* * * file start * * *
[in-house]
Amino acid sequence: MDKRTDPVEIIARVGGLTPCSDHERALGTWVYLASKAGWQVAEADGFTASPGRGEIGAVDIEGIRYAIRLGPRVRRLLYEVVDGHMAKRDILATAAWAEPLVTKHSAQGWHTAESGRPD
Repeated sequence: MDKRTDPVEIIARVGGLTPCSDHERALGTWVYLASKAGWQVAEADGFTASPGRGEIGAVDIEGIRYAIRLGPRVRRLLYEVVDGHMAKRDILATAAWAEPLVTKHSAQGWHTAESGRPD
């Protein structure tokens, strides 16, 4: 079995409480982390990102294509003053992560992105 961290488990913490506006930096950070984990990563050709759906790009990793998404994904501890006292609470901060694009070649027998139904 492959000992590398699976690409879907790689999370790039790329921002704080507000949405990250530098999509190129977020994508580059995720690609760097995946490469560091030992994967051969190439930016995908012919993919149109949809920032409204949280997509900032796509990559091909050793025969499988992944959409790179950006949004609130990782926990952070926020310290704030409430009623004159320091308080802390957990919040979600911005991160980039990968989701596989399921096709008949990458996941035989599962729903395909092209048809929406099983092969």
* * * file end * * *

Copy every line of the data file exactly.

[in-house]
Amino acid sequence: MDKRTDPVEIIARVGGLTPCSDHERALGTWVYLASKAGWQVAEADGFTASPGRGEIGAVDIEGIRYAIRLGPRVRRLLYEVVDGHMAKRDILATAAWAEPLVTKHSAQGWHTAESGRPD
Repeated sequence: MDKRTDPVEIIARVGGLTPCSDHERALGTWVYLASKAGWQVAEADGFTASPGRGEIGAVDIEGIRYAIRLGPRVRRLLYEVVDGHMAKRDILATAAWAEPLVTKHSAQGWHTAESGRPD
């Protein structure tokens, strides 16, 4: 079995409480982390990102294509003053992560992105 961290488990913490506006930096950070984990990563050709759906790009990793998404994904501890006292609470901060694009070649027998139904 492959000992590398699976690409879907790689999370790039790329921002704080507000949405990250530098999509190129977020994508580059995720690609760097995946490469560091030992994967051969190439930016995908012919993919149109949809920032409204949280997509900032796509990559091909050793025969499988992944959409790179950006949004609130990782926990952070926020310290704030409430009623004159320091308080802390957990919040979600911005991160980039990968989701596989399921096709008949990458996941035989599962729903395909092209048809929406099983092969």